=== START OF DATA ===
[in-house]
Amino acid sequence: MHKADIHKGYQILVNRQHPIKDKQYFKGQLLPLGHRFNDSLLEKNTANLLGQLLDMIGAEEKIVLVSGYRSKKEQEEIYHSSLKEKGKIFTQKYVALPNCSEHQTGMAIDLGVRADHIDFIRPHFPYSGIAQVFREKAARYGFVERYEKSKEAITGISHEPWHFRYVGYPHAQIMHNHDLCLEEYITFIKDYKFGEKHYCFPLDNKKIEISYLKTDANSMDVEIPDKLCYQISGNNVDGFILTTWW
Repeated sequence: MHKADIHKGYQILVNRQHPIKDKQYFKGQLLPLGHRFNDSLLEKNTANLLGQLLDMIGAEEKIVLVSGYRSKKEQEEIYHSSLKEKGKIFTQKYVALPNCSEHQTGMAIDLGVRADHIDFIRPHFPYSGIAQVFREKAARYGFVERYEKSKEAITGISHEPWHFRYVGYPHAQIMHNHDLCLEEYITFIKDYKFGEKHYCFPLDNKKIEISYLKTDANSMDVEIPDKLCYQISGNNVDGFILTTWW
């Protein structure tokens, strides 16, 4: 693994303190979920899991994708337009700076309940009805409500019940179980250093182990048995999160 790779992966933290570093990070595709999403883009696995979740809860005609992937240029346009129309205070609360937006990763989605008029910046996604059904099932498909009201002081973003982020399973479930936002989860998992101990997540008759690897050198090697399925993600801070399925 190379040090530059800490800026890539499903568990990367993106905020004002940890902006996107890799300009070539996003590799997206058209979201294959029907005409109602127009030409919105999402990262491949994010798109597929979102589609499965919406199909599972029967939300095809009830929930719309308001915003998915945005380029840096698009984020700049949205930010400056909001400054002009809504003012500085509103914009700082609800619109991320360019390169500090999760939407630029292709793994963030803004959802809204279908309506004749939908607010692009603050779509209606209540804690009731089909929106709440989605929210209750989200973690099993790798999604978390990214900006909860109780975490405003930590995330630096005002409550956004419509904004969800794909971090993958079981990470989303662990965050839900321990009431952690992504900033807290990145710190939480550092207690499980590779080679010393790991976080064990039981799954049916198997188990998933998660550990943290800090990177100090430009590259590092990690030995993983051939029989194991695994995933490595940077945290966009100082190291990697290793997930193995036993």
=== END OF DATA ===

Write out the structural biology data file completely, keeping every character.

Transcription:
[in-house]
Amino acid sequence: MHKADIHKGYQILVNRQHPIKDKQYFKGQLLPLGHRFNDSLLEKNTANLLGQLLDMIGAEEKIVLVSGYRSKKEQEEIYHSSLKEKGKIFTQKYVALPNCSEHQTGMAIDLGVRADHIDFIRPHFPYSGIAQVFREKAARYGFVERYEKSKEAITGISHEPWHFRYVGYPHAQIMHNHDLCLEEYITFIKDYKFGEKHYCFPLDNKKIEISYLKTDANSMDVEIPDKLCYQISGNNVDGFILTTWW
Repeated sequence: MHKADIHKGYQILVNRQHPIKDKQYFKGQLLPLGHRFNDSLLEKNTANLLGQLLDMIGAEEKIVLVSGYRSKKEQEEIYHSSLKEKGKIFTQKYVALPNCSEHQTGMAIDLGVRADHIDFIRPHFPYSGIAQVFREKAARYGFVERYEKSKEAITGISHEPWHFRYVGYPHAQIMHNHDLCLEEYITFIKDYKFGEKHYCFPLDNKKIEISYLKTDANSMDVEIPDKLCYQISGNNVDGFILTTWW
């Protein structure tokens, strides 16, 4: 693994303190979920899991994708337009700076309940009805409500019940179980250093182990048995999160 790779992966933290570093990070595709999403883009696995979740809860005609992937240029346009129309205070609360937006990763989605008029910046996604059904099932498909009201002081973003982020399973479930936002989860998992101990997540008759690897050198090697399925993600801070399925 190379040090530059800490800026890539499903568990990367993106905020004002940890902006996107890799300009070539996003590799997206058209979201294959029907005409109602127009030409919105999402990262491949994010798109597929979102589609499965919406199909599972029967939300095809009830929930719309308001915003998915945005380029840096698009984020700049949205930010400056909001400054002009809504003012500085509103914009700082609800619109991320360019390169500090999760939407630029292709793994963030803004959802809204279908309506004749939908607010692009603050779509209606209540804690009731089909929106709440989605929210209750989200973690099993790798999604978390990214900006909860109780975490405003930590995330630096005002409550956004419509904004969800794909971090993958079981990470989303662990965050839900321990009431952690992504900033807290990145710190939480550092207690499980590779080679010393790991976080064990039981799954049916198997188990998933998660550990943290800090990177100090430009590259590092990690030995993983051939029989194991695994995933490595940077945290966009100082190291990697290793997930193995036993």